Picture: Khalil Senosi/AP/File – With the surge in terrorist-related violence in Kenya, radicalisation and recruitment statistics reveal a worrying trend, with young women and girls becoming easy targets for terrorist organisations, making them both a social and security problem, the writer says.
By Mwachofi Julianna Chao and Daniel Iberi
The last decade has seen a surge in terrorist-related violence in Kenya, mostly by the al Shabab, an al Qaida affiliate in the Horn of Africa. Radicalisation and recruitment statistics reveal a worrying trend. Young women and girls have become easy targets for these terrorist organisations, making them both a social and security problem.
In response to the spike in terrorism activities in the country, the Kenya government formulated counter-terrorism and deradicalisation policies including, the Prevention of Terrorism Act (2012), Security Laws Amendment Act (2014), and the National Strategy to Counter Violent Extremism (2016) based on the (2006) Global Counter-Terrorism Strategy, to address these challenges.
The Kenyan coastal region, which has borne the heavy burden of terrorism in Kenya, is predominantly Muslim. The role that women can play in countering violent extremism and promoting social cohesion at the community level is gaining more attention. Women religious clerics (also known as ustadhas), could help change the narratives used by the extremists to lure girls and women into terrorism by countering beliefs and actions of people in the area, who support or use ideologically-motivated violence to further their aims.
Fathima Azmiya Badurdeen and Paul Goldsmith in their article, Initiatives and perceptions to counter violent extremism in the coastal region of Kenya, argue that the situation relating to violent extremism in coastal areas has attracted many counter-violent extremism (CVE) organisations. Some have facilitated peace-building efforts, addressing ethnic and religious radicalisation at the coast. These CVE programmes are strengthened by initiatives that focus on mitigating key ‘push’ and ‘pull’ factors that support radicalisation and violent extremism.
Many of the women and girls on the Kenyan coast who join terror groups voluntary do so for various reasons including, but not limited to, the search for a better lifestyle and employment; maintaining family relationships; and for various ideological, religious, political and economic aims. If these reasons were to be dealt with decisively, the number of women and girls joining the terror groups, and the feminisation of terrorism would be reduced.
Role of Ustadhas
In Kenya, programmes aimed to counter violent extremism are largely dominated by men. Despite efforts to have women at the core of CVE activities as articulated in the UN Women Strategic Note (2014-2018), ustadhas have been marginalised from these activities, yet they could be valuable contributors to CVE. In particular, women shape community and family values during madrasas; influence decision making of potential recruits; identify early signs of radicalisation; encourage other women and girls to use different forms of media to promote counter-narratives; engage with local communities to report any signs on radicalisation among the people; and collect information that may be useful in CVE. Ustadhas can be mentors, community organisers; intervention officers; policy advisors; educators on issues related to CVE; and even healthcare professionals to victims of violent extremism.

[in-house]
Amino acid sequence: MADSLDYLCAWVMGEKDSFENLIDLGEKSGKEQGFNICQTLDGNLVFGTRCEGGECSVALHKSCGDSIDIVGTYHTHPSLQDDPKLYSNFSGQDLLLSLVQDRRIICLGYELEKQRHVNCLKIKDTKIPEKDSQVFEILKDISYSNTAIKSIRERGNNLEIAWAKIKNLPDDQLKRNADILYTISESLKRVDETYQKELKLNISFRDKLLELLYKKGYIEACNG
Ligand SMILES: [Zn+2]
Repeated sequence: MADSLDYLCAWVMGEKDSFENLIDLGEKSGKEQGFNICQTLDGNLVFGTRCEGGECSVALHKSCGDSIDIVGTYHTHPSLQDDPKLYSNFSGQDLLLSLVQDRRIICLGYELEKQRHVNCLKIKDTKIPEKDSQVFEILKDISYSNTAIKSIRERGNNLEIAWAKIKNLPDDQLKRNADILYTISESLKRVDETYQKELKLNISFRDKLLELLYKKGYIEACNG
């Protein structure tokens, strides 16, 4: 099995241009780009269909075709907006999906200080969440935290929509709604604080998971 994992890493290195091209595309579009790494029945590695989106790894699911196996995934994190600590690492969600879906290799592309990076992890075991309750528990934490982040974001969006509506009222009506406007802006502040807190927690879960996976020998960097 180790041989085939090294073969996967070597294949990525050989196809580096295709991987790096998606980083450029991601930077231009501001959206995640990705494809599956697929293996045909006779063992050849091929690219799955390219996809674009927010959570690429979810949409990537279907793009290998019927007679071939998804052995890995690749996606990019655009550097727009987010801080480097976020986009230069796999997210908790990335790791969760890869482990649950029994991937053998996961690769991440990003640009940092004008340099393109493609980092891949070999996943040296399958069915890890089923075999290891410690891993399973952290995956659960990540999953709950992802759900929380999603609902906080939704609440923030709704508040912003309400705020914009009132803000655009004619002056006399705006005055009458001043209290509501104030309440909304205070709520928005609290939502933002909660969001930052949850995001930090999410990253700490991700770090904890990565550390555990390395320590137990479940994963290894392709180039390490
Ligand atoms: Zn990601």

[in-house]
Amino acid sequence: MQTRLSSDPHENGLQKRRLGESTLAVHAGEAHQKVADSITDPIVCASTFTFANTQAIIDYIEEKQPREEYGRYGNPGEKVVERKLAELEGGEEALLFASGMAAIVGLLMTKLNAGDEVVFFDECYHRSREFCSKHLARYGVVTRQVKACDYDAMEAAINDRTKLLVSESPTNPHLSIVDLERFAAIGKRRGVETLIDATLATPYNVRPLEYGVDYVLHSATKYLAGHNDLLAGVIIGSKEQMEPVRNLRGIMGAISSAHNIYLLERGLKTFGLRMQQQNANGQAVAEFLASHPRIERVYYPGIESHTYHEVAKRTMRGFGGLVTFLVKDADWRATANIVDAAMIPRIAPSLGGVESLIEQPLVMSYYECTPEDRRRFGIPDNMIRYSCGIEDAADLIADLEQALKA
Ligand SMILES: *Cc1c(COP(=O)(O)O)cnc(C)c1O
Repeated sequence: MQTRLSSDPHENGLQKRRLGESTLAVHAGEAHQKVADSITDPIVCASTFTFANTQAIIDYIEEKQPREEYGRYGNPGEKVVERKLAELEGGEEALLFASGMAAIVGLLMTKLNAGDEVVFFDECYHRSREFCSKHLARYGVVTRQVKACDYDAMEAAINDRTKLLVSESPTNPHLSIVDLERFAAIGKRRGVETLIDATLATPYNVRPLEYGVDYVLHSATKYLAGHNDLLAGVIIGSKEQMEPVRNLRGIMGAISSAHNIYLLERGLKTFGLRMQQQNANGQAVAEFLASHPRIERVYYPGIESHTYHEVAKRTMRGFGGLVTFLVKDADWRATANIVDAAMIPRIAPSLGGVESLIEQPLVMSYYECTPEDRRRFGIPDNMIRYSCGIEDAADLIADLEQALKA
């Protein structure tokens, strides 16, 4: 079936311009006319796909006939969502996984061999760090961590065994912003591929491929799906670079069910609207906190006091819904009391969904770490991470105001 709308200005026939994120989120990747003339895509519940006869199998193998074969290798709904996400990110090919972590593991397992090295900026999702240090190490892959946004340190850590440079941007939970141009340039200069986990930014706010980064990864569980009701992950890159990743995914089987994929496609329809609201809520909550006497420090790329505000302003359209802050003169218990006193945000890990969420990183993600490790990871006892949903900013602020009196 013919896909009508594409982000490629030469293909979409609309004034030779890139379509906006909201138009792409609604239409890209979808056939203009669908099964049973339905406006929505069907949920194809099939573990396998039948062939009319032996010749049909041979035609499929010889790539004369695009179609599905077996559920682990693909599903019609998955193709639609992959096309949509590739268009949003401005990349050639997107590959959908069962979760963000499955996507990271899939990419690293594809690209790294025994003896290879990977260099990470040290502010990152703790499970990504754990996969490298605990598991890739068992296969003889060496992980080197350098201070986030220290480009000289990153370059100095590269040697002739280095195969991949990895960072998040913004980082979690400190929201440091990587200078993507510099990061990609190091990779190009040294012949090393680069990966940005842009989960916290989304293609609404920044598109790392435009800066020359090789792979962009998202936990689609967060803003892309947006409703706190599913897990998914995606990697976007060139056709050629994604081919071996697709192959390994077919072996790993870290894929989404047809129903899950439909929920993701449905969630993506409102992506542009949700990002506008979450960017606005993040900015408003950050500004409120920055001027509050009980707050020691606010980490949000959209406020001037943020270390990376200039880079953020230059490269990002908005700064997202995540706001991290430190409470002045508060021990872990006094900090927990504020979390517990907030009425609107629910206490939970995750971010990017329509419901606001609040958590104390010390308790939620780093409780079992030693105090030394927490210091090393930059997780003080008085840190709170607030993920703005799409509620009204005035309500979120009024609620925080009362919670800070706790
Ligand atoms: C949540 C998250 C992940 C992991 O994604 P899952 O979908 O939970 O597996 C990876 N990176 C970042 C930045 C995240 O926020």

Dr Ally, the President of the Islamic Information Centre, points out that there is nothing that prohibits a woman from being a leader in the Quran or communities from appointing female leaders. Specifically, ustadhas could take part in inter- and intra-religious approaches to help counter violent extremism in the coastal areas of Kenya. Capacity should be built for carefully selected ustadhas for them to play roles in advocating for their rights and creating a base where radicalised women and girls can undergo deradicalisation and take part in CVE activities.
BRAVE (Building Resilience Against Violent Extremism), an intra-faith Muslim movement that works with various faith-based organisations, government institutions, and regional and international organisations has initiated D-PRIVE programme in which one of its pillars is Deep Dialogue (DD) using murajatil fikriyyah (ideological revision) technique has the capacity to engage radicalised women and girls as it has done for men in the past. BRAVE focuses on a prevention strategy based on inter-faith and intra-faith dialogues involving diverse actors; correction of religious misconceptions will be poised to yield good results for the country. This strategy will be strengthened if ustadhas are involved, especially in the Kenyan coastal region. This will aid in bringing Muslims, especially women and girls, together to speak out and act against violent extremism and terrorism.
While most PCVE institutions are headed by men, and hence their prominent role in CVE in Kenya, it is important to involve ustadhas who have a strong appeal to an important constituency – girls and young women. A bigger role in the CVE scene will significantly contribute to a reduction of radicalisation and recruitment into violent extremism. Ustadhas are well-positioned to point out signs of radicalisation because of the nature of their work and constant interaction with girls and young women.
Daniel Iberi is the Strategic Communications Manager at the HORN International Institute for Strategic Studies, a think-do tank that focuses on, among other issues, security in the Greater Horn of Africa region and Mwachofi Julianna Chao is a Researcher.
This article was first published on the HORN International Institute for Strategic Studies website.